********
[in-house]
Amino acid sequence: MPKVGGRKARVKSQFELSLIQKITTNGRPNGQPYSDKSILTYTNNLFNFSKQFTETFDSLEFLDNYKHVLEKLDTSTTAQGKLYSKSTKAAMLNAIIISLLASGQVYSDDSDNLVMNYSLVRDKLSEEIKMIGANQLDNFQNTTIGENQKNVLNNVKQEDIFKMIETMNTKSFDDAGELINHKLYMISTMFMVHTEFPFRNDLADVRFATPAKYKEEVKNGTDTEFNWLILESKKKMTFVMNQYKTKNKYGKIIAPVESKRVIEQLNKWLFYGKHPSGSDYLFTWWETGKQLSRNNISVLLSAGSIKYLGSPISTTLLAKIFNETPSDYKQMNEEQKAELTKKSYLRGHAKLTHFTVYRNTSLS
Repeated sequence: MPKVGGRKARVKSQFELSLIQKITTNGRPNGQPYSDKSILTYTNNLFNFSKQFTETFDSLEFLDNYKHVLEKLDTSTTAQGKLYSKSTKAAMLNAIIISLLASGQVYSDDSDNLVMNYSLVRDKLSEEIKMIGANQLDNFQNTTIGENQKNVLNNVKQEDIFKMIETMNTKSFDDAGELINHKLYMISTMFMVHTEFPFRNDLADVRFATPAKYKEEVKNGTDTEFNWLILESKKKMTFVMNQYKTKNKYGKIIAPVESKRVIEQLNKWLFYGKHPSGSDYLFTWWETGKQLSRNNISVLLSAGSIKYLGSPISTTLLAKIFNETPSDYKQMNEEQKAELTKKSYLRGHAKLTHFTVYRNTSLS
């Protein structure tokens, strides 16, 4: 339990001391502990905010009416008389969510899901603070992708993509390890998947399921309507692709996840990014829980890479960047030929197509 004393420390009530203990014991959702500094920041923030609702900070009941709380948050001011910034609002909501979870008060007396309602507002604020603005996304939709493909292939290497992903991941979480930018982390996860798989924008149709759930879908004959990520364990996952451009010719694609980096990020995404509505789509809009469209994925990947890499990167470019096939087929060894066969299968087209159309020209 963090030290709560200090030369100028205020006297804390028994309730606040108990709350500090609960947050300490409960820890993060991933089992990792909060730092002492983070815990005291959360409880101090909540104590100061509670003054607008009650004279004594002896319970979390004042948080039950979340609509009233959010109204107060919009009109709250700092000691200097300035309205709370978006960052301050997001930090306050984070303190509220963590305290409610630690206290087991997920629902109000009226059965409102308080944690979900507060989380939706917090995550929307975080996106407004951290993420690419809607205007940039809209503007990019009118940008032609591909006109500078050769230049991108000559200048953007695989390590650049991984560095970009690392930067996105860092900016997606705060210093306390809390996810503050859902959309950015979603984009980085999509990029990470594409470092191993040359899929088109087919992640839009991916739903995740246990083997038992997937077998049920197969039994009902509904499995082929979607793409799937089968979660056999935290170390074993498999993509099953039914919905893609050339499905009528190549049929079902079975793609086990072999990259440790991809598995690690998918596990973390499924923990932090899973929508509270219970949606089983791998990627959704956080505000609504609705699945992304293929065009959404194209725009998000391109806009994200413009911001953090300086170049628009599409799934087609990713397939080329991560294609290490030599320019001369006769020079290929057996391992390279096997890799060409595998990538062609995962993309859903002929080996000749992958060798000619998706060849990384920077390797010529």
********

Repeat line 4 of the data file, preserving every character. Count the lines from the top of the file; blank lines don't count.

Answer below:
């Protein structure tokens, strides 16, 4: 339990001391502990905010009416008389969510899901603070992708993509390890998947399921309507692709996840990014829980890479960047030929197509 004393420390009530203990014991959702500094920041923030609702900070009941709380948050001011910034609002909501979870008060007396309602507002604020603005996304939709493909292939290497992903991941979480930018982390996860798989924008149709759930879908004959990520364990996952451009010719694609980096990020995404509505789509809009469209994925990947890499990167470019096939087929060894066969299968087209159309020209 963090030290709560200090030369100028205020006297804390028994309730606040108990709350500090609960947050300490409960820890993060991933089992990792909060730092002492983070815990005291959360409880101090909540104590100061509670003054607008009650004279004594002896319970979390004042948080039950979340609509009233959010109204107060919009009109709250700092000691200097300035309205709370978006960052301050997001930090306050984070303190509220963590305290409610630690206290087991997920629902109000009226059965409102308080944690979900507060989380939706917090995550929307975080996106407004951290993420690419809607205007940039809209503007990019009118940008032609591909006109500078050769230049991108000559200048953007695989390590650049991984560095970009690392930067996105860092900016997606705060210093306390809390996810503050859902959309950015979603984009980085999509990029990470594409470092191993040359899929088109087919992640839009991916739903995740246990083997038992997937077998049920197969039994009902509904499995082929979607793409799937089968979660056999935290170390074993498999993509099953039914919905893609050339499905009528190549049929079902079975793609086990072999990259440790991809598995690690998918596990973390499924923990932090899973929508509270219970949606089983791998990627959704956080505000609504609705699945992304293929065009959404194209725009998000391109806009994200413009911001953090300086170049628009599409799934087609990713397939080329991560294609290490030599320019001369006769020079290929057996391992390279096997890799060409595998990538062609995962993309859903002929080996000749992958060798000619998706060849990384920077390797010529």